More researchers submitting applications to the Canadian Institutes of Health Research (CIHR) are including sex and gender considerations in their proposals, according to a study published in the journal PLOS ONE. The study was co-authored by Dr. Joy Johnson, scientific director of the CIHR Institute of Gender and Health (IGH).
Johnson and her colleagues examined the effect of a mandatory requirement introduced by CIHR in 2010 in which researchers were asked to reply to questions regarding the consideration of sex and gender factors in their proposals. The results showed 48% of applicants responded affirmatively in December 2011, compared to 26% in December 2010. This trend varied by discipline, with biomedical researchers being least likely to account for sex and gender, clinical researchers being most likely to account for sex and population health researchers being most likely to account for gender.
Since 1993, the U.S. National Institutes of Health (NIH) Revitalization Act has required inclusion of women and minorities in clinical research as a condition of funding. In 2009, CIHR signed the Government of Canada's Health Portfolio—Sex and Gender-Based Analysis Policy. In 2010, CIHR made a change to its grant application forms, requiring that all applicants respond to two questions: Are sex (biological) considerations taken into account in this study, and are gender (socio-cultural) considerations taken into account in this study? CIHR currently is developing a suite of training materials on sex and gender for health researchers and peer reviewers.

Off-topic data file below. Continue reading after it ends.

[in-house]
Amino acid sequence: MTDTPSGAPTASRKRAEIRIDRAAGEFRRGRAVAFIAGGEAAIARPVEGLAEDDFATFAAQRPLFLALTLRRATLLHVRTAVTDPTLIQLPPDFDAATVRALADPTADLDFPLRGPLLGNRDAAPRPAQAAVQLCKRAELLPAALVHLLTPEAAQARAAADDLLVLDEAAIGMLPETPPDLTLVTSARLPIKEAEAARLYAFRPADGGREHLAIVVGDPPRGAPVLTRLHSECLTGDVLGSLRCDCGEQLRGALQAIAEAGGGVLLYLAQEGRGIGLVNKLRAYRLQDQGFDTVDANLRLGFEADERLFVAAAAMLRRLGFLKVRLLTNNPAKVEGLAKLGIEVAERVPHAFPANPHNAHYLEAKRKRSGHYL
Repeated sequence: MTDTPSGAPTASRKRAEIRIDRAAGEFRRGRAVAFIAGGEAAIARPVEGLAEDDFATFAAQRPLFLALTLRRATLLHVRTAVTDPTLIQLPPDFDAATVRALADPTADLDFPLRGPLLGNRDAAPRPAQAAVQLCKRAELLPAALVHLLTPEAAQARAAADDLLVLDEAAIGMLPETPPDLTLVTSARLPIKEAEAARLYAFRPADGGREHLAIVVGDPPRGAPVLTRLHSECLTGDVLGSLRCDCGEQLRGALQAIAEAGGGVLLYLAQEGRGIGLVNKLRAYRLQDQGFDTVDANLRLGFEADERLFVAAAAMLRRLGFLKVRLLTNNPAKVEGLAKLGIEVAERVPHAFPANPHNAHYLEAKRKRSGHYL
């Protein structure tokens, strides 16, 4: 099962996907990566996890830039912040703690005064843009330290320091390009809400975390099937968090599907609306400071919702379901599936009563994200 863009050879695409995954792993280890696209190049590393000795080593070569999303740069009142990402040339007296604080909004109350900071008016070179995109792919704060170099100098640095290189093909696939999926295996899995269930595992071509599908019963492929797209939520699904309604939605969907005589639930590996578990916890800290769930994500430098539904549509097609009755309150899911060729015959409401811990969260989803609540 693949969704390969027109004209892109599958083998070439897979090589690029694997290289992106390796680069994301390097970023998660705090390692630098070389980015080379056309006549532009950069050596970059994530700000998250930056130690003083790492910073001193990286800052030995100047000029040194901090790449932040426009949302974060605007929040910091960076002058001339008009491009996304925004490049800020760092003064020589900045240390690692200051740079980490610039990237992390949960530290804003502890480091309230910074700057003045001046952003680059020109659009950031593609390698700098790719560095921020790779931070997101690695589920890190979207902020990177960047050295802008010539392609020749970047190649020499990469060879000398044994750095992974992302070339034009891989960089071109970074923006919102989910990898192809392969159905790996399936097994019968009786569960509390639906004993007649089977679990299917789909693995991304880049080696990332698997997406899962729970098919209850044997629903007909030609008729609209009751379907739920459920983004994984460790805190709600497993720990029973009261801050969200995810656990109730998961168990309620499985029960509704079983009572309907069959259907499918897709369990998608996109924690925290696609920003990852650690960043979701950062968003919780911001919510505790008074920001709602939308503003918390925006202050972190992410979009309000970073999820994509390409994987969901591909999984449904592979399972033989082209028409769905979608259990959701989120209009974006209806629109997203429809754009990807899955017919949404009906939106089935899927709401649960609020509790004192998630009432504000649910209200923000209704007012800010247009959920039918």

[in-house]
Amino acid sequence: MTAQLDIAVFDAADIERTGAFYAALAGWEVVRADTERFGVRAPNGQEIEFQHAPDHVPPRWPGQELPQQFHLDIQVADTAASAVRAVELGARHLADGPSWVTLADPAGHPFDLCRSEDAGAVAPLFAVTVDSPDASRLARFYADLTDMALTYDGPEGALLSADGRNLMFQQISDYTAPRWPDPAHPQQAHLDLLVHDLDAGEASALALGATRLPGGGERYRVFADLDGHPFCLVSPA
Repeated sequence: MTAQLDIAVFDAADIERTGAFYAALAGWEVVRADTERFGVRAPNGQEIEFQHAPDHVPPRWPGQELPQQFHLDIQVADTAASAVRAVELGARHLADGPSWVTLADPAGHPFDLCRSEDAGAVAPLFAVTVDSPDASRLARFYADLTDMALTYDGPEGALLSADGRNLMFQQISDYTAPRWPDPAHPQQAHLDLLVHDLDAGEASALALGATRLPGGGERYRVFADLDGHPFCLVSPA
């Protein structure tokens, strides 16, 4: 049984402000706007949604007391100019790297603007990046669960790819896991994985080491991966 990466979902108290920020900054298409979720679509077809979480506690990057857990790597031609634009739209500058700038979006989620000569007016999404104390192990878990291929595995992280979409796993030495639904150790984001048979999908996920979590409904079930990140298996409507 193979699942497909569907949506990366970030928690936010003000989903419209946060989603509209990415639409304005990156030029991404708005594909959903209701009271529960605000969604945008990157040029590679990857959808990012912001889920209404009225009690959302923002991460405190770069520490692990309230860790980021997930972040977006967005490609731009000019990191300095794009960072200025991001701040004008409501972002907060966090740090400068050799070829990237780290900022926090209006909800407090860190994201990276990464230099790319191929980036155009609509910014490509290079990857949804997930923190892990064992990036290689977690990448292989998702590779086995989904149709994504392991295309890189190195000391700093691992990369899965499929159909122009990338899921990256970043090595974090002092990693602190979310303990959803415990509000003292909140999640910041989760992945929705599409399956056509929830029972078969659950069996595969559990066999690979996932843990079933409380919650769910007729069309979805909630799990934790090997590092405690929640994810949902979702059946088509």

Research that fails to account for sex and gender can result in costly knowledge gaps. Integrating the concepts of sex and gender in research makes it possible to produce more accurate, effective and relevant findings to inform the development of drugs, treatments and health interventions that apply equally to both men and women.
The study's results suggest that mandatory questions are one way of encouraging the uptake of sex and gender in health research; however, there remain persistent disparities across disciplines. These disparities represent opportunities for policy intervention by health research funders. CIHR currently is developing a suite of training materials on sex and gender for health researchers and peer reviewers, building on past initiatives such as the IGH gender, sex and health research casebook.
"CIHR has been actively encouraging researchers to incorporate a sex and gender perspective in their health research, with the ultimate goal of improving the health of all Canadians. This study demonstrates that funding agencies can play an important role in designing strategies and policies that put sex and gender on the health research agenda to shape better science. It's essential to identify gaps in inclusion, analysis and reporting of sex and gender in health research, so that we can provide the appropriate health services to both men and women. Funding agencies can help educate applicants, peer reviewers and agency staff about the importance of sex and gender," said Dr. Jane Aubin, chief scientific officer and vice president, Research and Knowledge Translation at CIHR
Johnson said, "The integration of sex and gender in health research is reaching a tipping point. Researchers are beginning to see the tremendous value in conducting research from a sex and gender perspective. It makes our science more rigorous and will promote the translation of our findings into treatments and interventions that are better for everyone, men and women alike. Canada has established itself as a leader in this area, but our analysis is a reminder that our work is not done. Integrating sex and gender in untapped areas of health research—particularly biomedicine—presents unprecedented opportunities for innovation and impact on the health and well-being of all Canadians."